Don’t overlook the obvious, eBay and CraigsList are wonderful tools to move those items that might have little or next to no real value. If you are able to take digital pictures and write a description, then you can make money from things that are just clutter in your own home. If you aren’t sure how to do this, you probably have a friend who will show you how, or watch a YouTube video like this one. Unfortunately, there are very few eBay sellers left, because there just isn’t much margin in that business. But for the average person, it’s absolutely amazing what will sell. For instance, I sold some sewing machine parts on behalf of a customer. They only sold for $1, but the buyer paid for shipping. It was more important to the client that the item get used and not end up in a landfill, so it was a good choice for her.
Finally, remember that even donated goods have value, and you can take that value off your tax return if documented properly. Be sure to keep a list of goods you are donating, perhaps take a picture if it is a large amount, and staple it to your donation receipt offered by the charity who accepts your goods. You’ll use this list to estimate the value of your donated goods, which turn into cash when you file your taxes.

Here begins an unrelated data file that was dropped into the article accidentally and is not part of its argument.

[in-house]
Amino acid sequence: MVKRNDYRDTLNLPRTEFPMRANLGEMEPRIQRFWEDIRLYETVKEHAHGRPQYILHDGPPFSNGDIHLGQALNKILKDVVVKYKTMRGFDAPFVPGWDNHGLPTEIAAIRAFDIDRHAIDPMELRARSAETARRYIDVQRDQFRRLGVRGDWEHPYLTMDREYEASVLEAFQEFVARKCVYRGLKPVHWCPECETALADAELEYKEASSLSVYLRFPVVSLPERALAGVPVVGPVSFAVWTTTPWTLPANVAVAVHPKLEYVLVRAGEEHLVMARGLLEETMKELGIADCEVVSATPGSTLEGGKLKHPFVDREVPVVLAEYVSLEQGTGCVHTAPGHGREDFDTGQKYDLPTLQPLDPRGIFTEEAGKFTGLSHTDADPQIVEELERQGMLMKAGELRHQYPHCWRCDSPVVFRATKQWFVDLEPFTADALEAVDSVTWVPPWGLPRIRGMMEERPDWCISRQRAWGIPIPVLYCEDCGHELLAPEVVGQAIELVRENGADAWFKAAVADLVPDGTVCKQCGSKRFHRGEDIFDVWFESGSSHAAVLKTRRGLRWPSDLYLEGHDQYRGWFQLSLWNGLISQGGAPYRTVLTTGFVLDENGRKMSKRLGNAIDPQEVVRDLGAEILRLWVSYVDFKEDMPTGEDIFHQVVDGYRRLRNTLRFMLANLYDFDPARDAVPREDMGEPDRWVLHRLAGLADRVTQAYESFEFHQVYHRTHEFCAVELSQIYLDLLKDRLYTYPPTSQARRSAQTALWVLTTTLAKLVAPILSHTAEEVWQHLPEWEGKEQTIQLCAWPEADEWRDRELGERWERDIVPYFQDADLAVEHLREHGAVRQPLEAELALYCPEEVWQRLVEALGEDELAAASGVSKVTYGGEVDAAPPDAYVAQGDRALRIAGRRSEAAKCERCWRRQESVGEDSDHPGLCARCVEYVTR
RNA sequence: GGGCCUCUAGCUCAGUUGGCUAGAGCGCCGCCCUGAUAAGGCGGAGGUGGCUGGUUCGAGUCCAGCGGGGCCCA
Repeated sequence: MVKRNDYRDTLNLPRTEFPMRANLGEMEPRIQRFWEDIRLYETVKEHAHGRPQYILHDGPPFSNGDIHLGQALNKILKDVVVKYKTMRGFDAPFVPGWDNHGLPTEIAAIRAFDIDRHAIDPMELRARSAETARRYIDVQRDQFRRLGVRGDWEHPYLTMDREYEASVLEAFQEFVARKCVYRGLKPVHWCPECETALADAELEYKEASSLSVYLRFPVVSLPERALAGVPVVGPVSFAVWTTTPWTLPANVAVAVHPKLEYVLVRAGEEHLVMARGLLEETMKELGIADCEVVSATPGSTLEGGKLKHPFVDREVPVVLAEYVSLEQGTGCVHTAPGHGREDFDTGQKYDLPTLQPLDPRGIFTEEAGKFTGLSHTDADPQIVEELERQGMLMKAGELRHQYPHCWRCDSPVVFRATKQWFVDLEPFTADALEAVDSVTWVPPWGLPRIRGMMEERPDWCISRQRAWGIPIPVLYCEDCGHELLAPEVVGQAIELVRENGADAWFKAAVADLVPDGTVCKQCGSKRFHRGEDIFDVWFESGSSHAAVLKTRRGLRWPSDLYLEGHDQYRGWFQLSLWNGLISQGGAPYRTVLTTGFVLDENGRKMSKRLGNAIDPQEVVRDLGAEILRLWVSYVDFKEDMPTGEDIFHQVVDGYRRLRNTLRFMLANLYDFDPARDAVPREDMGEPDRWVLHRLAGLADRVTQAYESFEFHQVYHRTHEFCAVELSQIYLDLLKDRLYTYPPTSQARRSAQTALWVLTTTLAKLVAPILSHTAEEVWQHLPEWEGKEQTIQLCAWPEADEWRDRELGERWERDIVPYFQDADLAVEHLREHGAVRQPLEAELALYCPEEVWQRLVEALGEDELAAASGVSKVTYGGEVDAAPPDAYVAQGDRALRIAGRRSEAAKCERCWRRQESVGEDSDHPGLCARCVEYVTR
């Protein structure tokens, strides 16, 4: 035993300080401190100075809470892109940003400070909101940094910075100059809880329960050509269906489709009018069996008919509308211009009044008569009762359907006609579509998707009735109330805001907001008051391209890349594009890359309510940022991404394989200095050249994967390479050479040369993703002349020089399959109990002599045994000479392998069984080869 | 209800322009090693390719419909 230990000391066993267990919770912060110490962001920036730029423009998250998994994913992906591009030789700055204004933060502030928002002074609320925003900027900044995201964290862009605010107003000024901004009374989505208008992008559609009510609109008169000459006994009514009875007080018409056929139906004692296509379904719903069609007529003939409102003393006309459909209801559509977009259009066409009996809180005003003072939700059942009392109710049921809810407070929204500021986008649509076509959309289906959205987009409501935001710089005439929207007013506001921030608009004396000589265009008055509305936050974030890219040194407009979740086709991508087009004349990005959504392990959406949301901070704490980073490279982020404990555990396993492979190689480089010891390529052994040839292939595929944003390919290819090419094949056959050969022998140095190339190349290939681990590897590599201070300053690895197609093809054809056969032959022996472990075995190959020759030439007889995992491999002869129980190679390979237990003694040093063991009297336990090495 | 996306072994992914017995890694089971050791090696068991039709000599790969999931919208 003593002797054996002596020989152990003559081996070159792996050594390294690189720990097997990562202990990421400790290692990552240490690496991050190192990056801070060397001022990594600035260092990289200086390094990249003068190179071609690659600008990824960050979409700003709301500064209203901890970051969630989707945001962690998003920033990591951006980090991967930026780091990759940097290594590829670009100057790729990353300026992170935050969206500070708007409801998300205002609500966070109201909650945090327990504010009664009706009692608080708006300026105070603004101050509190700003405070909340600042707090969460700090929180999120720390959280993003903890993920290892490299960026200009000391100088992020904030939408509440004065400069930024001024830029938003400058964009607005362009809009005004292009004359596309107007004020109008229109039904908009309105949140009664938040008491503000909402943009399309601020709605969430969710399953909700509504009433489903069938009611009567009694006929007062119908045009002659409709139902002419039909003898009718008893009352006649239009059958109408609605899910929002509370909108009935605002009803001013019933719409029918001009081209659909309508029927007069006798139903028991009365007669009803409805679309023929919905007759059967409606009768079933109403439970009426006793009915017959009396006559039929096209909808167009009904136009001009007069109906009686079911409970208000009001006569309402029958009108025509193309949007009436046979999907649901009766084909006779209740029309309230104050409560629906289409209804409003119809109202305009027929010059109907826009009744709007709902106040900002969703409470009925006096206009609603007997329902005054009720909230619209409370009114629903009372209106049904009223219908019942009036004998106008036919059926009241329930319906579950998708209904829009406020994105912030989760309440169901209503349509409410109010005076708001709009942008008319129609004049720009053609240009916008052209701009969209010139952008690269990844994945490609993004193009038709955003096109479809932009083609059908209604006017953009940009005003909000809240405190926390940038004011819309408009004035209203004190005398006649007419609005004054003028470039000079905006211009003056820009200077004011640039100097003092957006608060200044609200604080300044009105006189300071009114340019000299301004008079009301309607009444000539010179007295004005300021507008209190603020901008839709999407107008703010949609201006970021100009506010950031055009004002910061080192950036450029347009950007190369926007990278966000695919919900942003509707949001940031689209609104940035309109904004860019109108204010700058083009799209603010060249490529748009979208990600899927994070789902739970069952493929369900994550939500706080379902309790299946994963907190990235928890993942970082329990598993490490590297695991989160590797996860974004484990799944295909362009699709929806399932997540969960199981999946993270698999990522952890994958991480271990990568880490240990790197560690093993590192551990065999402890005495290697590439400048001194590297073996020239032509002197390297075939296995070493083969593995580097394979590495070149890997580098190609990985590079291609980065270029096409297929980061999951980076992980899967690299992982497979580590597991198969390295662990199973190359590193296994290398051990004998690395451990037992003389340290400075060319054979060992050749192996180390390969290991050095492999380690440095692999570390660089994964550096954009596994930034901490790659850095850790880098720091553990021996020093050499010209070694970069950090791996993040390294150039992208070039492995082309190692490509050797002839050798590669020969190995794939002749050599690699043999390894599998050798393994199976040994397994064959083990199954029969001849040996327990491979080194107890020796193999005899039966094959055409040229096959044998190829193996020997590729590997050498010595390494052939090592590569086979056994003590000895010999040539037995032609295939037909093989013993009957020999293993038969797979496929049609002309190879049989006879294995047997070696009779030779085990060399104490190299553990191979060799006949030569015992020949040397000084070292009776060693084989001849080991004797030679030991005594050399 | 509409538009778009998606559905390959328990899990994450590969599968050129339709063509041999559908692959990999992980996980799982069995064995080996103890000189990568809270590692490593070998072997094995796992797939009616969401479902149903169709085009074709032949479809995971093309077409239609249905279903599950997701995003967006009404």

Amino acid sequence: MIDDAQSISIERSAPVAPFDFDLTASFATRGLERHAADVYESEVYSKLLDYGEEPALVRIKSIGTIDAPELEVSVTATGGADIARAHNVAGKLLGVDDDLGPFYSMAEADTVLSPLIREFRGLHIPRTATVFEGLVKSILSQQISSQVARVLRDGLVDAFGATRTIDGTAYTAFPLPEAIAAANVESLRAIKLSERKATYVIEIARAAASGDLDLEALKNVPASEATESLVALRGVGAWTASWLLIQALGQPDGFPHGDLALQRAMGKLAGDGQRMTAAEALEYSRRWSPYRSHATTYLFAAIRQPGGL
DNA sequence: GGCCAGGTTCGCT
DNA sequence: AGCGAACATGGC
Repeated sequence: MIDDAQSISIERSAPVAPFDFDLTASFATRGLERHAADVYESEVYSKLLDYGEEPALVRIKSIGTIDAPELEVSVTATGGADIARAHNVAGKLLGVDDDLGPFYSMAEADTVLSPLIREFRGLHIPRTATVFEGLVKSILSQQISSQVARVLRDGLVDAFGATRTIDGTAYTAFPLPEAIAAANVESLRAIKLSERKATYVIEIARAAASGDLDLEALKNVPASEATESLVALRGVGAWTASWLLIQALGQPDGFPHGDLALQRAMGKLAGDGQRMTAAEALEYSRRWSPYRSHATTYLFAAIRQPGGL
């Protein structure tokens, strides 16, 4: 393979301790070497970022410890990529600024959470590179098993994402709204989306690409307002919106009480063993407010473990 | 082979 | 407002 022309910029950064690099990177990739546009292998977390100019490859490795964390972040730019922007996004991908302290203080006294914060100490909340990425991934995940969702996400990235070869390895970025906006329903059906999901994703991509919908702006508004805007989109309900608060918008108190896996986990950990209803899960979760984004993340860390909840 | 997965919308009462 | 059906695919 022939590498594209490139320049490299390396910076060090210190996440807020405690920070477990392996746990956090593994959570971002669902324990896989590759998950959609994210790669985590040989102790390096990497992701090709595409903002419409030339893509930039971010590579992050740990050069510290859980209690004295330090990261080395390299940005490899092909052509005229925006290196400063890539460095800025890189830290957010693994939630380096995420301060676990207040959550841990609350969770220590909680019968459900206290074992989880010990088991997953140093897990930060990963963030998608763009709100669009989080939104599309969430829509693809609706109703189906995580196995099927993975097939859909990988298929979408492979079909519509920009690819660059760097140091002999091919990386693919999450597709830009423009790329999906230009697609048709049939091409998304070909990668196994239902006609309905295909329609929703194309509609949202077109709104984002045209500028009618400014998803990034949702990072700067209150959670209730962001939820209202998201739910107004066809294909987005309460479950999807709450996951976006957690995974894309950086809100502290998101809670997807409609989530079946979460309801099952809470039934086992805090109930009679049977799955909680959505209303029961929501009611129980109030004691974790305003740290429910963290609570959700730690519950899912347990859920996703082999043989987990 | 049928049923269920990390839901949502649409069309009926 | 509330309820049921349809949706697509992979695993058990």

If all of this sounds like a lot of work, please reach out to a National Association of Professional Organizers ( www.NAPO.net) member, who can work with you to go through your things and have the most qualified person properly evaluate the value in your clutter.